Ethiopia ordered twenty AH-IV-Hb tankettes on 24 June 1948. In form these reverted to the driver's machine gun and single machine gun in the turret, but were of welded construction rather than riveted. They used a 4.94 litres (301 cu in), air-cooled Tatra 114 diesel engine that produced 65 horsepower (48 kW) at 2200 rpm. This gave the AH-IV-Hb a top speed of 42 kilometres per hour (26 mph) and a range of 200 kilometres (120 mi). It weighed 3.93 tonnes (3.87 long tons; 4.33 short tons) and had a length of 3.2 metres (10 ft), a width of 1.82 metres (6.0 ft) and was 1.73 metres (5.7 ft) high. It had a ground pressure of only 0.48 kg/cm2, could ford a stream up to 1 metre (3.3 ft) in depth, but could only overcome an obstacle .5 metres (1.6 ft) high. It used the ZB vz. 26 and vz. 37 machine guns, for which it carried 2800 rounds.
The AH-IVs were split between the 1st and 2nd Infantry Divisions in service. Nothing more is known of their service or when they were withdrawn.
The R-1s were assigned to the cavalry brigades, two platoons of two or three tankettes apiece. All eighteen belonging to the Cavalry Corps were grouped into the ad-hoc "Korne Mechanized Detachment" during the opening stages of Operation Barbarossa, but all were out of commission by 1 October. Twenty-nine of the original thirty-five were allocated to the six cavalry divisions (redesignated from brigades on 25 March 1942) that successfully participated in the German 1942 summer offensive, codenamed Case Blue. The four R-1s belonging to the 1st Cavalry Division's 1st Mechanized Squadron had to be set on fire as no fuel was available for them when the division was encircled outside of Stalingrad in November 1942 as part of the Soviet Operation Uranus counter-offensive. The 5th and 8th Cavalry Divisions had lost at least five R-1s during the same time trying to solidify the crumbling Axis defenses after the Soviet breakthroughs. Both divisions supported the Germans as they attempted to relieve the Stalingrad Pocket in Operation Winter Storm, but were shattered when the Soviets counter-attacked the unsuccessful relief effort in late December 1942. Two other cavalry divisions remained in the Kuban bridgehead after the German withdrawal from the Caucasus, but their two remaining serviceable R-1s were withdrawn back to Romania during the spring of 1943 as obsolete. On 30 August 1943 only thirteen R-1s were available, all assigned to the Cavalry Training Center, although this increased by one on inventories dated 25 March and 19 July 1944. Nothing is known of any action involving R-1s during 1944, but eleven reinforced the 2nd Armored Regiment in Czechoslovakia when it reached the front on 26 March 1945. By 24 April the regiment only had one R-1 available, but none were reported as available after that date.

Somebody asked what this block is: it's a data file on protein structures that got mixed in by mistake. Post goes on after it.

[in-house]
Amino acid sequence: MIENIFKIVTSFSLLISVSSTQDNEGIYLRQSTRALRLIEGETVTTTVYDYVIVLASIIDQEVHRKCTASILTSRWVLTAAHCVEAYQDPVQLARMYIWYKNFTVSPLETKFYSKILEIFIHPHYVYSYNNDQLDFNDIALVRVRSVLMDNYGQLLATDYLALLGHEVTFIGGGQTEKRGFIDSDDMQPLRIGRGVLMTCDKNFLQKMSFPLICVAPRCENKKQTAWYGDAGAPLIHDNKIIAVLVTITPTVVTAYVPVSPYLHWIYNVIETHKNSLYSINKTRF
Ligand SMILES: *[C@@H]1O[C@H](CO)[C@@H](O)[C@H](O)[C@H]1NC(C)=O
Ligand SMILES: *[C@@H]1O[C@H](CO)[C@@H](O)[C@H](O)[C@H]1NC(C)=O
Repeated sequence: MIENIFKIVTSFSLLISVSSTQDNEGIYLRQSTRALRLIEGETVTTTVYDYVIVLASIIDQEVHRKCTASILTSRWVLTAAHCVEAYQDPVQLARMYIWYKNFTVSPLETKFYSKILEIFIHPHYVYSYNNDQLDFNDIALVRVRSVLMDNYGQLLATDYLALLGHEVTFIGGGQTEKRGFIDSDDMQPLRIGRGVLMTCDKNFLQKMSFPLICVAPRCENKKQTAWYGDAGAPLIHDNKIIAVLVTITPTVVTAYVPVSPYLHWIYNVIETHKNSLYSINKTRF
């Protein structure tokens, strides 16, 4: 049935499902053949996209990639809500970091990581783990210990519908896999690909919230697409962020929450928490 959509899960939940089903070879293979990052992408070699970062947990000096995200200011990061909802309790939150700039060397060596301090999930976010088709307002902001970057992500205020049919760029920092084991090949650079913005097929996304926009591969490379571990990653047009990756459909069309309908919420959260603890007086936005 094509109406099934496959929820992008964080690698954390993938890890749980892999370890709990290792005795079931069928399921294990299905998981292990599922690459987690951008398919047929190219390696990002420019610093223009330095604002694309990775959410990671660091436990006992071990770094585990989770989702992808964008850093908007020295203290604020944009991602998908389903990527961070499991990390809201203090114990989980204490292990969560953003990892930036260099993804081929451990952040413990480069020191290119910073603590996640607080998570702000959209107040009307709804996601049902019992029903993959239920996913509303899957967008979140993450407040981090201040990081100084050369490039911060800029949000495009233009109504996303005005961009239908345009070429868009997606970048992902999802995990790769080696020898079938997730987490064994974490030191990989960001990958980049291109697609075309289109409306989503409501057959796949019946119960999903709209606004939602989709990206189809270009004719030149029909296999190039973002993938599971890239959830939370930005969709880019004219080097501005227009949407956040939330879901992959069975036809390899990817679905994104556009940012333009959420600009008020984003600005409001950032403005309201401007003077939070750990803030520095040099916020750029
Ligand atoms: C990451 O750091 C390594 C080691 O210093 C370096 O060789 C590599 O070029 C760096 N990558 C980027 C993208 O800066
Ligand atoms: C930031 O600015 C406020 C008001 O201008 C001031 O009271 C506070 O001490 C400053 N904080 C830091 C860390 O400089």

The Strv m/37s initially served with the 1st Armored Battalion until the armored brigades began to be formed in 1943—44. Thereafter they served with the infantry regiments I 2, I 9, I 10 and P 1G Armored Company on Gotland. The tankettes remained in service on Gotland up to 1953.